Grounds for Divorce in Texas

Under most modern legal systems, getting out of a marriage is much more difficult than entering marriage. Whereas you can form a marriage for any or no reason, there still remains, at least as a formality, a requirement to state reasons for a separation. In Texas, there are seven situations considered to be acceptable grounds for divorce.

The most popular reason given for a separation is “insupportability.” This has become a standard catch-all banner under which most divorcing couples rally. It is the same as reason given in the tabloids and movies as “irreconcilable differences.” In legal terms, this exit door means that no one is at fault. Rather, it is the stark differences in personalities or identities between the couple that are at fault and a peaceable union has practically become impossible due to these supposed differences. In layman’s terms, it usually means that there is no single particular reason for the end of the marriage – the couple simply doesn’t want it to continue.

The other reasons designate the fault lying in the camp of one or the other spouse. The state of Texas grants recourse to those in dire situations through the agency of divorce, and abuse or “cruelty” is one reason whereby the aggrieved spouse may file for separation. In fact, an abusive relationship is one of the few situations where a judge may expedite the divorce proceedings (which can usually take months). By the same token, infidelity in the form of adultery is another reason a lawful union may be broken.

A third category for approved reasons for divorce is simply separate living. A spouse who is been away in jail on a felony may be divorced by the abandoned party. Simple abandonment for the period of one year is grounds for being granted a divorce. Even without one or the other spouse being blamed, a physical separation, wherein the two parties live apart without cohabitation for more than three years, is grounds for cessation of a marriage in the eyes of Texas courts. This same length of time is required for one to petition to separate from a mentally ill spouse. If a person is institutionalized for at least three years and it appears that recovery is unlikely or relapse is eminent, then this is one of the reasons a divorce will be permitted by the courts.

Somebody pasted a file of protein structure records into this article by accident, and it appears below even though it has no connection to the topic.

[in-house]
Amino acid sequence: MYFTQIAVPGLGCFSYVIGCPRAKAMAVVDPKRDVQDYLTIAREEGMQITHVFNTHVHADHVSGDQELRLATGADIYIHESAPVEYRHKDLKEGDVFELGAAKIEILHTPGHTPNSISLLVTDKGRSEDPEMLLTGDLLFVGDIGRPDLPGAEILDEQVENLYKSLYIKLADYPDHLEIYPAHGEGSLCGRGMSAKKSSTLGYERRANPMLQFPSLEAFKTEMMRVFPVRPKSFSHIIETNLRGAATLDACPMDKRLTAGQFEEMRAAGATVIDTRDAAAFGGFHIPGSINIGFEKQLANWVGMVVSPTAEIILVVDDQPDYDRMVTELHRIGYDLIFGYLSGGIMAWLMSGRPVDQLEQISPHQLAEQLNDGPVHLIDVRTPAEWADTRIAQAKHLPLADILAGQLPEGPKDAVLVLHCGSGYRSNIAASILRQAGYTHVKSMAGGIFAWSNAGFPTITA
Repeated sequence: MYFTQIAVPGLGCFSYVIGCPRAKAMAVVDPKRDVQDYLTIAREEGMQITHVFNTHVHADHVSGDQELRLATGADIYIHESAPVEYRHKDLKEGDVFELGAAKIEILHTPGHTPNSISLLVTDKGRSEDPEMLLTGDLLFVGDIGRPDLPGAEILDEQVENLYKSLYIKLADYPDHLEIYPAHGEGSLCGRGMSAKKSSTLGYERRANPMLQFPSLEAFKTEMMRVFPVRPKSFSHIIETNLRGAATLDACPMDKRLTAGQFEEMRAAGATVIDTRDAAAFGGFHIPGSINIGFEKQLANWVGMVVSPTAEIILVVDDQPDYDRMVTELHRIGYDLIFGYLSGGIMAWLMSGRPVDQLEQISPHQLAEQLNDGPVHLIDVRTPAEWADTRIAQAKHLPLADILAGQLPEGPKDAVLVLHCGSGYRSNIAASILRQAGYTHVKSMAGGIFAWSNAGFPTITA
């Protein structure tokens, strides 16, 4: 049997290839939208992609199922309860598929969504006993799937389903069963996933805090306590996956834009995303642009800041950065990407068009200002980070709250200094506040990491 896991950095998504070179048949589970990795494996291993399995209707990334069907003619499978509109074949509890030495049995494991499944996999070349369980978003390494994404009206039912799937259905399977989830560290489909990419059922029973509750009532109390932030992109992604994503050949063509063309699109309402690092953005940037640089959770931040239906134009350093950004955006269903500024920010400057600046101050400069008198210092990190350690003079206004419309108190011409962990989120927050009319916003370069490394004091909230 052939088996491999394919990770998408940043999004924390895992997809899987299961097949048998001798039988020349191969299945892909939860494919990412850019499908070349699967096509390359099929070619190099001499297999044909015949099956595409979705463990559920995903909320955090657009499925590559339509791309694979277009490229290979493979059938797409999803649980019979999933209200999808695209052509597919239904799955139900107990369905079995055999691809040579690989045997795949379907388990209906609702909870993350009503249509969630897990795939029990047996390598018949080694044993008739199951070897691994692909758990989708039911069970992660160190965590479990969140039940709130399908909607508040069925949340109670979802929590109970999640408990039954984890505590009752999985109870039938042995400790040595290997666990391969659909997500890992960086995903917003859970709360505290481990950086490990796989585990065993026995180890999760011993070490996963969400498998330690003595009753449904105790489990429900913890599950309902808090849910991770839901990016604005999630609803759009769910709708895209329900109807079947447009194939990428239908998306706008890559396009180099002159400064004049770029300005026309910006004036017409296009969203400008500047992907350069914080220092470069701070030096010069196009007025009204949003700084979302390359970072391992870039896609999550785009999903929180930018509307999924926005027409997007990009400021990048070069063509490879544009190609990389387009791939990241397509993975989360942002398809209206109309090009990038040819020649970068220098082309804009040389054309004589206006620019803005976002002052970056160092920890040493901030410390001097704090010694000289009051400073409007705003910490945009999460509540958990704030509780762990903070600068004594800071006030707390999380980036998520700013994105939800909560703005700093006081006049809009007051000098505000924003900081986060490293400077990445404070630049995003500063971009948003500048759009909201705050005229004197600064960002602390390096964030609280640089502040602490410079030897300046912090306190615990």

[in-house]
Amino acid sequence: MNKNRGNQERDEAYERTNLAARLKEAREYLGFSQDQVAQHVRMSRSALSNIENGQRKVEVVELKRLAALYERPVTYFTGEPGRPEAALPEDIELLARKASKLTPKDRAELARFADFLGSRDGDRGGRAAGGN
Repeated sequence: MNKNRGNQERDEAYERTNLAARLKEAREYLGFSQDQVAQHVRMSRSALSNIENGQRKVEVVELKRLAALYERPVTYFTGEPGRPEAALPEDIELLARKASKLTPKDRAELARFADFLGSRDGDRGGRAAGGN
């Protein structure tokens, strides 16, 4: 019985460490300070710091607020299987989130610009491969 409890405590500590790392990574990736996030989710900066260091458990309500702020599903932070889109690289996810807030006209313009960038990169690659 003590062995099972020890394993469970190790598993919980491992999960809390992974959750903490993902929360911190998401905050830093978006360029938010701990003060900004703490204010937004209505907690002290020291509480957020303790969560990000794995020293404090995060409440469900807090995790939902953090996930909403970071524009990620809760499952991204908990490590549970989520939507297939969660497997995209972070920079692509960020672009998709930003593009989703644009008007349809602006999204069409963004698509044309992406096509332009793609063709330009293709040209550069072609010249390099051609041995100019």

You should consult with your lawyer to determine the most appropriate reason for divorce which applies to your situation. The courts are in the business of dispensing justice, and if you are aggrieved in some way by your spouse, then it is in your best interest to file for divorce on the most appropriate grounds possible. Most people will end up choosing the general-purpose “irreconcilable differences” route. However, if your situation more closely matches one of the other reasons, then it is usually important to make this clear to the courts. This will allow you to receive the justice you seek more swiftly than you may otherwise.